Lot 1006
  • 1006

Ju Ming (Zhu Ming)

Estimate
8,000,000 - 12,000,000 HKD
Sold
14,500,000 HKD
bidding is closed

Description

  • Ju Ming (Zhu Ming)
  • Taichi: Single Whip
  • incised with the artist's signature in Pinyin, dated 91 and numbered 6/6
  • bronze
  • 165 by 265 by 122 cm; 65 by 104 3/8  by 48 in.
executed in 1991

Provenance

Acquired directly from the artist by the present important private European collector

Exhibited

Japan, Hakone Open-Air Museum, 1995 (another edition)
Paris, Place Vendome, Ju Ming's Taichi Sculpture, 1997 (another edition)
Swiss, Hall of Basel Freeport, Two Taiwan Artist, 1999 (another edition)
Taiwan, Ju Ming Foundation, Ju Ming, 1999 (another edition)
New York, Plum Blossoms Gallery, Two Contemporary Taiwanese Artist, 2001 (another edition)

Catalogue Note

Restraint and Momentum: Ju Ming’s Taichi: Single Whip
Ju Ming’s Taichi Series, in particular his Single Whip sculpture, is considered the milestone of the artist’s career. The work coincided with the artist’s first leap onto the international artistic stage, and drew avid commentary and attention from critics at home and abroad. In 1978, a 40-year-old Ju Ming and his Taichi Series travelled to Japan for an exhibit at the Tokyo Central Art Museum. The bronze sculpture Single Whip was the first to be acquired by the Hakone Open-Air Museum. It was Ju Ming’s first piece inducted into the collection of an international art institution, and remains the most famous among the Taichi Series sculptures. The origins of the piece can, in fact, be traced to 1976, when Ju Ming created a wooden sculpture entitled Kung Fu, which debuted at the National Museum of History in Taipei. The posture of the Kung Fu figure perfectly prefigures the form and energy of Single Whip. It can be said that the maturation and crystallization of ideas that led to Single Whip signified the birth of the Taichi Series and Ju Ming’s subsequent long and brilliant artistic journey. Fast forward a couple of decades following the creation of Single Whip, and Ju Ming was now an artist whose sculptures had stood upon the grounds of the Place Vendôme in Paris as well as many other cities around the globe in solo exhibitions. Single Whip invariably appeared in these exhibits, hailed for its iconic status within the Taichi Series. The artist has always regarded this piece as the launching point of his individual style. The sculpture uses elements of traditional Chinese sculpture techniques while at the same time echoes the new philosophies of modern sculpture. In this melding together of East and West, Ju Ming has led the way for Chinese modern art onto a path defined by the artist’s singular style.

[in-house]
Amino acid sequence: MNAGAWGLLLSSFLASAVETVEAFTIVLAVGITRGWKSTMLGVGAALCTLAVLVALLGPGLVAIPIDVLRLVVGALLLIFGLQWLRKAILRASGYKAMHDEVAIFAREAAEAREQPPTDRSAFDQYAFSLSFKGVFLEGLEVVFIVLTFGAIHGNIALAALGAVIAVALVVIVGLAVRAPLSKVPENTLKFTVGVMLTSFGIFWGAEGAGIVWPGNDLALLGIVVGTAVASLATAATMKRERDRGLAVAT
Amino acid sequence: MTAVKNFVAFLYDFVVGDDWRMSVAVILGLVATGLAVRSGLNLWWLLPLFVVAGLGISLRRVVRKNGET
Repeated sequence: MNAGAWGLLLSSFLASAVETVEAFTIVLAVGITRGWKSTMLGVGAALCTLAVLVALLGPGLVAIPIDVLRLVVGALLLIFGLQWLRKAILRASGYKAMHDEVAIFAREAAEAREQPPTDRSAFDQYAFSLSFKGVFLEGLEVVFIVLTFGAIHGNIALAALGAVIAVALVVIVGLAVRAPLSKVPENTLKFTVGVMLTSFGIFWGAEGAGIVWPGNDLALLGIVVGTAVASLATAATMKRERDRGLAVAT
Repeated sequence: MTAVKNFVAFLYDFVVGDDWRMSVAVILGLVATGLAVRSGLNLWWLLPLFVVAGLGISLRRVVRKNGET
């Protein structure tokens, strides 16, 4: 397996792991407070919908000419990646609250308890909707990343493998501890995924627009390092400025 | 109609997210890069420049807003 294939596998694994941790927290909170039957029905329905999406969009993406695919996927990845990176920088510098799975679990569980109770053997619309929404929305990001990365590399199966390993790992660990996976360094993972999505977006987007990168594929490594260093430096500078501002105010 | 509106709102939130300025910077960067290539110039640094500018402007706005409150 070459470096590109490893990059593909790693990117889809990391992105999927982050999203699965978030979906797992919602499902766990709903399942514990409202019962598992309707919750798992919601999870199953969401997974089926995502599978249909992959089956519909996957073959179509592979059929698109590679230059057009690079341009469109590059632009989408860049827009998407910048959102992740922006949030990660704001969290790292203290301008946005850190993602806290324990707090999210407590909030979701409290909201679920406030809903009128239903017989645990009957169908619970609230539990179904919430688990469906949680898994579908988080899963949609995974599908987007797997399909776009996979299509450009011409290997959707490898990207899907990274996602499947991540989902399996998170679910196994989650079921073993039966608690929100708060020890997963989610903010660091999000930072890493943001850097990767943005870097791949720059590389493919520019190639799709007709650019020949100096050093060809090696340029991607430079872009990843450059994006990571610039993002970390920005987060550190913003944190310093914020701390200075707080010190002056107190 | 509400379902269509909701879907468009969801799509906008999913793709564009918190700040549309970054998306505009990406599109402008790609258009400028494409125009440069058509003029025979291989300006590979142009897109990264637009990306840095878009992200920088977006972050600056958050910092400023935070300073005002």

The form of Single Whip is concise, its outlines sharp and distinct, emphasizing two vital elements in creating sculptures of human figures: lines and geometric surfaces. The lines descend from the spirit of the Chinese sculpture tradition, while the geometric surfaces reflect modern Western artistic theory. Ju Ming ingenuously fuses these two traditions into one, creating his own expressive form and sculptural style.
The Refinement of Lines
Single Whip highlights the element of lines, powerfully conveying the momentum and rhythm within the spirit of taichi. In the Chinese sculpture tradition, particular emphasis is given to the weight and power of the line, with forceful lines delineating the outlines of human figures, and flowing, fluid lines conjuring a feeling of continuous movement and dynamism. Like the Dancing Courtesan from the Western Han Dynasty. Single Whip’s entire form is nimble and prodigious, its arms extended with one above and one below, the figure assured and graceful, its physique lithe. All of this is conveyed through two extended lines, dynamic as the clouds rolling through the mountain valleys. Ju Ming’s inheritance of the Chinese tradition of lines is profound and thorough. Created in 1991, the bronze sculpture of Taichi: Single Whip (Lot 1006) clearly illuminates his mastery. The most captivating aspect of the work are the concise and deep cuts of the blade, fully capturing the viewer’s attention, guiding it through a fluid and moving point of perspective. This evokes an experience similar to that of viewing Matisse’s Blue Nude II in which the flowing lines of negative white space are almost more mesmerizing than the blue figure itself. The traces of chiselling and hammering upon the figure of Taichi: Single Whip vividly capture the form of the martial artist in practice. Three shallow engravings mark the collar to illustrate the figure’s shirt fluttering in the wind, its heroic illumination. The deep and wide engravings on the lower body bring the figure into a crouching stance, as though brimming with energy and waiting for action, emanating a steady and dignified strength. A row of sharp and slender lines mark both shirt sleeves – one raised, the other lowered – illustrating the tension between both sides, the stillness and dynamism, allowing a rhythm and cadence to pour forth naturally. The lines cutting inward suggest both a stillness and a stirring, as though the martial artist contains reserves of kinetic energy that can be released at any moment. In Single Whip, three types of sculpted lines and energies converge, like the aesthetics of the “textured strokes” of Chinese calligraphy and ink painting. In this way, the artist has ingenuously applied the most striking lines from traditional Chinese painting to the art of sculpture.
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